Though the members of the University of Maryland Medical System's board are appointed by the governor and the institution receives millions of dollars in taxpayer funds each year, state law allows the health system to largely operate in secrecy, its board meetings kept private and its business documents withheld from the public.
At least twice in the past dozen years, state lawmakers sought to change that. But the 13-hospital network fought off the proposals, warning that the scrutiny would put it at a disadvantage in the competitive health care industry.
Despite revelations that the health system has done millions of dollars of business with members of its board of directors — generating calls for transparency and investigation — General Assembly leaders and Gov. Larry Hogan are not pursuing measures to subject the system to the public information and open meetings laws that apply to state and local government agencies.
Sen. Jill Carter, who proposed legislation that initially brought the impropriety to light, said she would have been open to adding transparency measures to the UMMS reform bill that is making its way to the governor’s desk for signature. Carter said she believes all minutes and agendas from the UMMS board should be published on the medical system's website and documents about contracting, procurement and financial management should be available to the public upon request.
But others in Annapolis did not push for such reforms as the UMMS scandal unfolded over the final few weeks of the General Assembly’s 2019 session, which ends Monday at midnight.
Lawmakers passed bills sponsored by Carter and the late House Speaker Michael Busch to prohibit board members from holding no-bid contracts with the medical system, and to increase transparency surrounding financial disclosure forms they file annually with state health care regulators. The legislation also forces all UMMS board members to leave the panel and seek reappointment if they want to return, and launches an audit of UMMS contracting.
Alexandra Hughes, who was Busch’s chief of staff, said there wasn’t time to consider more extensive transparency measures with the session’s busy legislative agenda. The hospital system is not a state agency, she said, and opening up its records raises concerns about patient privacy.
“We are trying to deal specifically with what is going on with the board,” she said.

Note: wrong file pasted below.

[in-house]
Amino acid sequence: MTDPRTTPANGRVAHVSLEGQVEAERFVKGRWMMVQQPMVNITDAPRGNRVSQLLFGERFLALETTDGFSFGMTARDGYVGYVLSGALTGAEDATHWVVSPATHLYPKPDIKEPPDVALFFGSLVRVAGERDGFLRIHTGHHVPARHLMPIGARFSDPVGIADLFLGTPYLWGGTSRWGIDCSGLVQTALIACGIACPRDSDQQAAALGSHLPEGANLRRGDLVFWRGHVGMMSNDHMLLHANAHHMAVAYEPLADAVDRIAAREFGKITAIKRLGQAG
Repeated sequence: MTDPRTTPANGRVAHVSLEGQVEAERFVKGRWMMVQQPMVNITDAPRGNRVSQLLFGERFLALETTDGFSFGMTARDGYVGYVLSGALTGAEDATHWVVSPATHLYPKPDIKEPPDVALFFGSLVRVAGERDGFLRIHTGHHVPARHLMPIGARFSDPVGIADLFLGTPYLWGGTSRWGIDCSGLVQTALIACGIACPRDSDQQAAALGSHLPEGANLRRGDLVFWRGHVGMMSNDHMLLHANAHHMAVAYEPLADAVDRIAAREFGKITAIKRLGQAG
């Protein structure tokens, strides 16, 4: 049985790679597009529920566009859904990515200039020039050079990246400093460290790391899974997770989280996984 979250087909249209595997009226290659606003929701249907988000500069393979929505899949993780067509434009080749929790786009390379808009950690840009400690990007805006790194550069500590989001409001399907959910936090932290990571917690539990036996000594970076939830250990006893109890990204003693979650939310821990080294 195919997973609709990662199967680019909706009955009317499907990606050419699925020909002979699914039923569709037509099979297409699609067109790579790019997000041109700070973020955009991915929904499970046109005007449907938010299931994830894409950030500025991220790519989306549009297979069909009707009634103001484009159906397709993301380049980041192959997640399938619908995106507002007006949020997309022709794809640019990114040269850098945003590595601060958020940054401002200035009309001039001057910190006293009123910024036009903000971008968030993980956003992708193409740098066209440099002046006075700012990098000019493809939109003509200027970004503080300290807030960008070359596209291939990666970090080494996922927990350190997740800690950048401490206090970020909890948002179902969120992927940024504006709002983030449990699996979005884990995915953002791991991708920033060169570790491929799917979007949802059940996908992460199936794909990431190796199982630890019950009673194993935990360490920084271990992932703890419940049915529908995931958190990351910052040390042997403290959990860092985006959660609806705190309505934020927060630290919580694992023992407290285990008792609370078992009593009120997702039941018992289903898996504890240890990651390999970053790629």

Busch, who sat on the system’s board, called the scandal the largest of his tenure.
Jake Weissman, chief of staff to Senate President Thomas V. Mike Miller, said leaders of that chamber were open to transparency-minded reforms, but followed the House’s lead in developing the legislation.
Asked if Hogan thinks UMMS should be subject to the public information law, his spokesman Michael Ricci said the governor would have considered it if passed by the legislature.
UMMS spokesman Michael Schwartzberg said the medical system would not support such a measure.
“Many state laws, management structures, and procedures developed to implement governmental functions are not appropriate for the efficient delivery of patient care operations,” he said in an e-mail. “As a private organization, being subject to the [Maryland Public Information Act] would place UMMS at a competitive disadvantage and enable competitors access to proprietary information.”
The medical system as it exists today dates back to a 1984 state law that transformed the state-owned University Hospital into a private corporation, though one that continued to receive some state support and oversight. The system has grown since into a statewide health care network that collects more than $2 billion annually from patient care.
That law spelled out that UMMS could not be considered a state agency or public body, nor would laws that govern such bodies apply to it.
That has been interpreted to include two laws central to government transparency — Maryland’s Open Meetings Act and Public Information Act.
The open meetings law, which requires many state and local public bodies to hold their meetings in public and allows the public to inspect meeting minutes, has never been applied to UMMS. Other quasi-governmental agencies that are exempt from some open government laws include the Maryland School for the Blind, the Maryland Humanities Council and the Maryland Legal Services Corp.